After driving through what looked like the usual anonymous modern city that can be found all over Spain, and to come face to face with the impressive city walls was great discovery for us.
Lugo is the only city in the world to be surrounded by completely intact Roman walls. They reach a height of between 10 to 15 metres and are 2.2 km; completely encircling the old city centre. There are said to be 80 or more towers. The walls were listed by UNESCO as a World Heritage Site in 2000.
Other sites include the Roman Spa house, the Roman bridge across the Miño, plus the Casa de los Mosaicos. These are the remains of a 1st century house with wall paintings and mosaics visible. Fourteen kilometres away from Lugo you can visit the secret, the late Roman sanctuary of Santa Eulalia de Bóveda.
Construction was started in 1129. The original design is Romanesque; it has a Latin cross plan, divided into three naves that end on three apses. In the early 14th century, the northern section was pulled down and replaced by a larger chapel. Over the progresive years a porch was added to the North gate and the clock tower was built next to it. The cloister, built in 1710. When you stand on the Roman wall you can see a Neoclassic façade. This was built to prevent the collapse of the old Romanesque one.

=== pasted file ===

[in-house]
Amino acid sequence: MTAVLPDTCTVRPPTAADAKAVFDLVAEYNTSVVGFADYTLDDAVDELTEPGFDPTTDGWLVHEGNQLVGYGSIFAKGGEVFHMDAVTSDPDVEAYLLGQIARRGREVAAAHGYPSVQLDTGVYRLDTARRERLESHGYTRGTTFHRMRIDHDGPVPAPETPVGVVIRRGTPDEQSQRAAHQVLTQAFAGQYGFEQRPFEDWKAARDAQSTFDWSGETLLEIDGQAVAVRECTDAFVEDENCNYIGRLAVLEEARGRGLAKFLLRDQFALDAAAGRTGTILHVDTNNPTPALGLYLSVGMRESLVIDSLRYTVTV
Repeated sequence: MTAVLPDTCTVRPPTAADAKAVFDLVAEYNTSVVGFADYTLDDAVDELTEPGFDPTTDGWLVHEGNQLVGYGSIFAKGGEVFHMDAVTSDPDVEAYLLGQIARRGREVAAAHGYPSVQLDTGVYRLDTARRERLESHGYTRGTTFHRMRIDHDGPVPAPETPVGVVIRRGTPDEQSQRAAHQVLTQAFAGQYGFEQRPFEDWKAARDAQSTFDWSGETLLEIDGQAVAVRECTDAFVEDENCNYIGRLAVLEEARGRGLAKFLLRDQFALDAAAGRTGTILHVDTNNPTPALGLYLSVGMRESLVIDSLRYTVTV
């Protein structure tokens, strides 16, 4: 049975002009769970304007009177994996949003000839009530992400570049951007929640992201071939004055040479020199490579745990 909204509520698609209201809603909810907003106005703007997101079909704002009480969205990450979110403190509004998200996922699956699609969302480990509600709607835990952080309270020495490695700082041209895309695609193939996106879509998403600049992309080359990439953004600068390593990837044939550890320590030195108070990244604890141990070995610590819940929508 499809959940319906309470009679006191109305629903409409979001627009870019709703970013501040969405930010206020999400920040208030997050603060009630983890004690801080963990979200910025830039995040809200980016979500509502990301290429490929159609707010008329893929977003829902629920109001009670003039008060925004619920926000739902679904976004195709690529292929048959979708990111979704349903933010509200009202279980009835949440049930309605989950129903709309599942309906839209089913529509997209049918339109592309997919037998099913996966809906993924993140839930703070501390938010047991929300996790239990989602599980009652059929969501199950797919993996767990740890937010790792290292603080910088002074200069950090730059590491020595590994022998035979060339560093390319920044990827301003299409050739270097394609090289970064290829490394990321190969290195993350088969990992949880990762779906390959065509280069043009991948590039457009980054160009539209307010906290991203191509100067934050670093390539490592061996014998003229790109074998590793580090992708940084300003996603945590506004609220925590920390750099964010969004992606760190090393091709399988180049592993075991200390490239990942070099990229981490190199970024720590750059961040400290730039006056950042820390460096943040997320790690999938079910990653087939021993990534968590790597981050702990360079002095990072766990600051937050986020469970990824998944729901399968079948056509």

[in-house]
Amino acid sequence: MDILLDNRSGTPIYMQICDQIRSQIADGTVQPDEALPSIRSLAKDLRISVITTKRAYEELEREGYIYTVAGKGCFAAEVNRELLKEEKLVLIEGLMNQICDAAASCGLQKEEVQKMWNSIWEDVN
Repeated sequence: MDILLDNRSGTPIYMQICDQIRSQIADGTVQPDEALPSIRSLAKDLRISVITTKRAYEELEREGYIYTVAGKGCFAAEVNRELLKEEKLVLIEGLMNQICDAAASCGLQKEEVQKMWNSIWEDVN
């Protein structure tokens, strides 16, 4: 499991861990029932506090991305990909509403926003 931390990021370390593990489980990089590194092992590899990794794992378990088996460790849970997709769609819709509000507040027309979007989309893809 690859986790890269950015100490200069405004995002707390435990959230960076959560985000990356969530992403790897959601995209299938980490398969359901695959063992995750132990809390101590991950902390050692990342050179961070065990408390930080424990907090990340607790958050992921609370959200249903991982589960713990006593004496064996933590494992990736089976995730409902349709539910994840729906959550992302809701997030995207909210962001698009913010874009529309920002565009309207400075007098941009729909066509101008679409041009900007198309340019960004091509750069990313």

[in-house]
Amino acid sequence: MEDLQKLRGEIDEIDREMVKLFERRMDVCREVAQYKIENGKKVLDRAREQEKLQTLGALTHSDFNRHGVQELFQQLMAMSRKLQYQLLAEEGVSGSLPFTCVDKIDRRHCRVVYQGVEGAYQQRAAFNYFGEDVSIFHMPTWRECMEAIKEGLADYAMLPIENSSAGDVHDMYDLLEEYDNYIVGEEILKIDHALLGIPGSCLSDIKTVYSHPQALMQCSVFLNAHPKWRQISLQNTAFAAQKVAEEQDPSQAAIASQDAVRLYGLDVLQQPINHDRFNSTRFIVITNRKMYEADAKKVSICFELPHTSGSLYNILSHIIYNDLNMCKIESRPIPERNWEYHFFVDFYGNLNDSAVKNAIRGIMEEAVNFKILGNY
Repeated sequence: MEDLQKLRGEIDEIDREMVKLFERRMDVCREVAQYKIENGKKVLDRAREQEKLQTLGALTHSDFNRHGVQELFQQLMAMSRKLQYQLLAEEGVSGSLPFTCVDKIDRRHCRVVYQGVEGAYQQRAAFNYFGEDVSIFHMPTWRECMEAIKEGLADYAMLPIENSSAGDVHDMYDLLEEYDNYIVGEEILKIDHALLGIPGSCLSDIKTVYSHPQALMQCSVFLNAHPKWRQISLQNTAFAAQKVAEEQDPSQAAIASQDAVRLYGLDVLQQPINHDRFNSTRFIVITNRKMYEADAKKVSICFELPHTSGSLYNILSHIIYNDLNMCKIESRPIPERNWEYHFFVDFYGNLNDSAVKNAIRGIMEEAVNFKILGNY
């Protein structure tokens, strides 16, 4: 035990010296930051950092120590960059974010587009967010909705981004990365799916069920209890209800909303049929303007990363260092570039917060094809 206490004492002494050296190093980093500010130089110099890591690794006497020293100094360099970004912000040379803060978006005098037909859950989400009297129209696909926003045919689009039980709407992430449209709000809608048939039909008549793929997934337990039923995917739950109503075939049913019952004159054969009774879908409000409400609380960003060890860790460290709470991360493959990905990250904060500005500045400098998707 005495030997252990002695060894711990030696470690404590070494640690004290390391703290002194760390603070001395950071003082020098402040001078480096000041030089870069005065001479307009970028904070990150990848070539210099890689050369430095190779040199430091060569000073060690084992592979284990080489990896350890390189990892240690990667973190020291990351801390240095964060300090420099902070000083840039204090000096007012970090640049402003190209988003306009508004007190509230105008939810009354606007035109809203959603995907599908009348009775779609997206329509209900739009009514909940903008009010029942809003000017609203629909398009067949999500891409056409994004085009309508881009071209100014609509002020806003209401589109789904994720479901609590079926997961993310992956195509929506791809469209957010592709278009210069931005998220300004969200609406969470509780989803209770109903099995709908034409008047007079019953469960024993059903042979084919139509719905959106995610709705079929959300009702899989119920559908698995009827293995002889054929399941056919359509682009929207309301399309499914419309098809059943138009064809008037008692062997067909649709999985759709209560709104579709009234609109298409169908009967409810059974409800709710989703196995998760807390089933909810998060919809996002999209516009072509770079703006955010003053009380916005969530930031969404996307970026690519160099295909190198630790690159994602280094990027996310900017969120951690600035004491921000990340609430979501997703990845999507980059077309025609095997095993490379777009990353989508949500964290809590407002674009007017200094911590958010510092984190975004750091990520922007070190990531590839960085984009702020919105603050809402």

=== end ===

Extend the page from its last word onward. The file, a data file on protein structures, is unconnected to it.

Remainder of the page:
There is a lot of architectural detail "hidden" so we suggest you take your time to stroll around this gem.
The building was a former Franciscan Monastery. This museum comprises three of the main parts of the former monastery: There are somewhere near to 32 rooms. Here are the highlights: the cloister, the location of architectural artefacts; Roman and Medieval inscriptions, stone sarcophaguses, and sundials etc.
The old monastery kitchen exhibits a large collection of traditional kitchen ware and furniture. It also has one of the largest lareiras that you will see.
The Mosaic Room, dispalys the mosaic of Dedalus and Pasífae. Also to be discovered in the nearby Jewellery Room is, for us, the main attraction of this museum. It shows an impressive collection of pre-Roman jewellery, especially the gold torcs (neck rings). The workmanship can only really be appreciated under the magnifying glass.
Throughout the year exhibitions of art are staged in the rooms to the rear of the building.